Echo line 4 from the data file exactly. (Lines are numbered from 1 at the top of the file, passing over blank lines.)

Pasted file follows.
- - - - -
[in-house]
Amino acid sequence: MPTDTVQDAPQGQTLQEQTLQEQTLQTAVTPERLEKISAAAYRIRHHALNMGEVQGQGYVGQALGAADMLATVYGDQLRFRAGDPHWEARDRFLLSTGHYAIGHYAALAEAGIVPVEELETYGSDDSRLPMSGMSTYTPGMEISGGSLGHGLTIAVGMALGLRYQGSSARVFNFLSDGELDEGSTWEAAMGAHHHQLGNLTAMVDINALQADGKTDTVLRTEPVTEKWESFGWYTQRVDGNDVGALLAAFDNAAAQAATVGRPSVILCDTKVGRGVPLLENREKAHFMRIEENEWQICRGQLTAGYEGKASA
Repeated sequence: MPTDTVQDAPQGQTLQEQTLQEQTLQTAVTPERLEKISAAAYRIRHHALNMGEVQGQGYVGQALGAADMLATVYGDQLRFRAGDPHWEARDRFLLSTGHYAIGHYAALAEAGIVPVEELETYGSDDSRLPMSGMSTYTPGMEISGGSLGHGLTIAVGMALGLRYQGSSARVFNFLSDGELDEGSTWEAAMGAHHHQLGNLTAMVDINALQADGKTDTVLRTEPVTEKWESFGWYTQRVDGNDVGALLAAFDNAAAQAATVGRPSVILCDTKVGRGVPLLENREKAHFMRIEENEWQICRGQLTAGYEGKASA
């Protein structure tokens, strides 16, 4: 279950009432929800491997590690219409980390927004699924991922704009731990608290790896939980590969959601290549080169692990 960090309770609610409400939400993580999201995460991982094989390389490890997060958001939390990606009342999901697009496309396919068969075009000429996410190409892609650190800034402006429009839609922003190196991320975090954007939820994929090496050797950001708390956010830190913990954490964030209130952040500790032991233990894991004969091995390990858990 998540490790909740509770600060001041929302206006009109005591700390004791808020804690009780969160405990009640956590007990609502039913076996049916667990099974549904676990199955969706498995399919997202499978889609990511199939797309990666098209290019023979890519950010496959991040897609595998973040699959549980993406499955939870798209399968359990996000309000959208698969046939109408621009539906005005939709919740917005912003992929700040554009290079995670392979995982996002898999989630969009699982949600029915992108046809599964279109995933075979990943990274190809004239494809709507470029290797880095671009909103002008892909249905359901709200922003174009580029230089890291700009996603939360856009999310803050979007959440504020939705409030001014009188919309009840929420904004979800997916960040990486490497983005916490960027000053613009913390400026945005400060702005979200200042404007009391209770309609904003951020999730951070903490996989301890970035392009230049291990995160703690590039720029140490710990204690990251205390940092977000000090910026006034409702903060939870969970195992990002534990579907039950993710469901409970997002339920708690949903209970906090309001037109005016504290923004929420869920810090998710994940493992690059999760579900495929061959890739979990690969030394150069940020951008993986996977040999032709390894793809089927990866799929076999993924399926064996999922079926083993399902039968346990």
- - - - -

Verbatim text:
């Protein structure tokens, strides 16, 4: 279950009432929800491997590690219409980390927004699924991922704009731990608290790896939980590969959601290549080169692990 960090309770609610409400939400993580999201995460991982094989390389490890997060958001939390990606009342999901697009496309396919068969075009000429996410190409892609650190800034402006429009839609922003190196991320975090954007939820994929090496050797950001708390956010830190913990954490964030209130952040500790032991233990894991004969091995390990858990 998540490790909740509770600060001041929302206006009109005591700390004791808020804690009780969160405990009640956590007990609502039913076996049916667990099974549904676990199955969706498995399919997202499978889609990511199939797309990666098209290019023979890519950010496959991040897609595998973040699959549980993406499955939870798209399968359990996000309000959208698969046939109408621009539906005005939709919740917005912003992929700040554009290079995670392979995982996002898999989630969009699982949600029915992108046809599964279109995933075979990943990274190809004239494809709507470029290797880095671009909103002008892909249905359901709200922003174009580029230089890291700009996603939360856009999310803050979007959440504020939705409030001014009188919309009840929420904004979800997916960040990486490497983005916490960027000053613009913390400026945005400060702005979200200042404007009391209770309609904003951020999730951070903490996989301890970035392009230049291990995160703690590039720029140490710990204690990251205390940092977000000090910026006034409702903060939870969970195992990002534990579907039950993710469901409970997002339920708690949903209970906090309001037109005016504290923004929420869920810090998710994940493992690059999760579900495929061959890739979990690969030394150069940020951008993986996977040999032709390894793809089927990866799929076999993924399926064996999922079926083993399902039968346990």